It used to be the case that people all around the world tuned in to the BBC in order to get the news that other broadcasters censored out. Generally, the standard of BBC reporters is very high. Which makes it all the more remarkable that one of them – Richard Black, the Environment Editor – has attracted such a huge amount of criticism for his work in censoring news about the environment. Not, of course, that you will hear any of the criticism of him on the Beeb, which is protecting its own fiercely.
The Guardian is not my natural stamping ground, but I was surprised to be rather impressed by the recent speech given by its Editor in Chief Alan Rusbridger about the importance of Twitter as an important disseminator of news these days. The same must be said, of course, for the huge number of blogs all around the world these days: I turn to them for news at least as often as I turn to the mainstream media since they tend to be faster, more complete and more diverse in allowing all viewpoints to be aired. And in the blogs, Richard Black gets a very bad press indeed, from all around the world.
You might agree with his staunchly warmist views, or you might not. But to have someone who attracts such contempt cannot be good for the BBC, or indeed for the UK. Surely it would be better to have someone with a more balanced viewpoint in this role, and to shift Richard Black sideways to something a little less loaded, like basket weaving, or retail news, or Welsh affairs, or something.
Some of the criticism comes from respected journalists, like Peter Sissons, Christopher Booker and Lord Lawson. But perhaps more telling is the sheer weight of generalised opinion out their in the blogosphere that the sort of evangelical spin which Richard Black indulges himself in is simply not acceptable. Here are a few examples – I could have copied and pasted in many, many more, but these give the general flavour:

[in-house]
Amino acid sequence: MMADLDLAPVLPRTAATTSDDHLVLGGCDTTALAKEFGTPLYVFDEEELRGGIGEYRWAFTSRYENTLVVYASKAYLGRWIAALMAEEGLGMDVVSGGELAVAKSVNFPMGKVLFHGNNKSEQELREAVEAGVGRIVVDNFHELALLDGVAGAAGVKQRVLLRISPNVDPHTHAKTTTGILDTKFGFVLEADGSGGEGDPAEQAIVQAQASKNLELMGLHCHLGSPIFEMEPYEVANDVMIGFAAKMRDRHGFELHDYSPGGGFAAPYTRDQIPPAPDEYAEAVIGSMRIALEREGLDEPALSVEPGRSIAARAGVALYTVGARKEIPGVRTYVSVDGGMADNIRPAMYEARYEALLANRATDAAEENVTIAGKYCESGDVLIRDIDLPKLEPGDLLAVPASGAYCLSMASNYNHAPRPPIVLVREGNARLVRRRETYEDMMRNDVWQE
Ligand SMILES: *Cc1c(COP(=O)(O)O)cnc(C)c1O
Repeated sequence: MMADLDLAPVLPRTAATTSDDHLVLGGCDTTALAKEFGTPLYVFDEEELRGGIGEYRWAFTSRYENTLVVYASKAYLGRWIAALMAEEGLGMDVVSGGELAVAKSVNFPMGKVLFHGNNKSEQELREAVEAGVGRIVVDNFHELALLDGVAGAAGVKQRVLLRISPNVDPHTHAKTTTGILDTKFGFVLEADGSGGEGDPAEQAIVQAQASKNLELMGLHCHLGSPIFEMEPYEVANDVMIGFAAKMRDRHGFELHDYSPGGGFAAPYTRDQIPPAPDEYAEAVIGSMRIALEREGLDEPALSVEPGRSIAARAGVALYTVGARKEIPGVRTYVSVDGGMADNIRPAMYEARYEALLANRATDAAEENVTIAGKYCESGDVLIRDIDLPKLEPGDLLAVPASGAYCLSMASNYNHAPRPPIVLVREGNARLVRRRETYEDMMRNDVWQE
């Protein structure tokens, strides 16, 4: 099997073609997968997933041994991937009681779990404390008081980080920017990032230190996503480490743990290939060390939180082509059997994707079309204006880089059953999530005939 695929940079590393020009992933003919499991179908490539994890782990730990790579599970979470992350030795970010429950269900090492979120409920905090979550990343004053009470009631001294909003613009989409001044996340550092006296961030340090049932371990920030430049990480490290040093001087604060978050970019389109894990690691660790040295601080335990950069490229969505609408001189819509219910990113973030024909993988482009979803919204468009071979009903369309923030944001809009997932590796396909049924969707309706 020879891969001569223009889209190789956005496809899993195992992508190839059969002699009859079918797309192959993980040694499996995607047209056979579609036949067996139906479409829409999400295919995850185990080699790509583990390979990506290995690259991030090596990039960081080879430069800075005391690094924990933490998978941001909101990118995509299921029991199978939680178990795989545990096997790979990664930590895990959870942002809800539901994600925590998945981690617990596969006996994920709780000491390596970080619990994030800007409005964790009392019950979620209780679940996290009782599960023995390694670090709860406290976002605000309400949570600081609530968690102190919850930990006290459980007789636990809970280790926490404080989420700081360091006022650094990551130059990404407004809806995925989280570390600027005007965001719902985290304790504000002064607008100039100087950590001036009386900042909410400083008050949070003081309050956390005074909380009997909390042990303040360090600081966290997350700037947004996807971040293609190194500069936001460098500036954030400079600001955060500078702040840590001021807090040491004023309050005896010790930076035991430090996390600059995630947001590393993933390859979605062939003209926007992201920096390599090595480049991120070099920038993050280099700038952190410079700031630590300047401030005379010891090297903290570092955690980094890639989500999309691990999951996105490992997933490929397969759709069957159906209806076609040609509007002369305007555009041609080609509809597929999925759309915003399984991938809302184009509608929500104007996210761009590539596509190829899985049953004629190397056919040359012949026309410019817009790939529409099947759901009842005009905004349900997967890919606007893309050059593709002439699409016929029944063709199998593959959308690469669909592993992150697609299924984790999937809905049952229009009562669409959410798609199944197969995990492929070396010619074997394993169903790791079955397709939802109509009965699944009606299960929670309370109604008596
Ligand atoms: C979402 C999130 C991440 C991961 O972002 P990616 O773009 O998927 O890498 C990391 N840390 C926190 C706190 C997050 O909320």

Numerical evidence for Richard Black’s (hence, the BBC’s) biased reporting on climate can be found in the amount of space dedicated to the various arguments in the “appalling” article about Japan’s emission targets.
The article is made of 469 words. Of those, 249 make up “neutral” sentences (54%). Negative comments are made of 156 words (34%). Only 58 words (13%…a mere three sentences!!) are left to explain the reasons for the Japanese government’s decision (see below for separate extracts).
Posted by Tory Aardvark
The BBC’s record on reporting Anthropogenic Global Warming is at best suspect, at worse blatant ManBearPig propaganda.
The Climategate emails, datafiles and programs were in the possession of the BBC a full month before they were put on the Russian server, yet the BBC did nothing.
The Climategate emails show an unhealty relationship between Michael Mann at Penn State, Phil Jones at the CRU and the IPCC; the BBC’s “science correspondent” Richard Black has some questions to answer about his professional relationship with Michael Mann and Phil Jones.
BBC’s Richard Black resorts to deception and spin
Richard Black is a disgrace to journalism as the second and third paragraphs demonstrate. He is a cheap propagandist who is determined to push the man made global warming line in spite of any counter evidence. The standing committee did not have a brief to look for anything that challenged ‘the prevailing view of human-induced global warming’. Black deliberately put this in to make it appear as if they did and that the prevailing view has been validated. The committee’s remit was to focus on how the Independent Climate Change E-mails Review (ICCER) and Scientific Appraisal Panel (SAP) did their job and addressed the issues raised. Black knows this very well because he read the summary as used the final paragraph as central thrust of his story.
It is impossible to trust the BBC’s coverage. Black is not impartial and he has long since abandoned journalistic ethics.
The appalling Richard Black, the pseudo-science guy on the BBC, is currently saying that any coming solar minimum might only compensate for the coming CO2-induced heat – the models say so! Any strongly sceptical comments on his blog are rapidly and heavily edited!
Grizzled Bear says: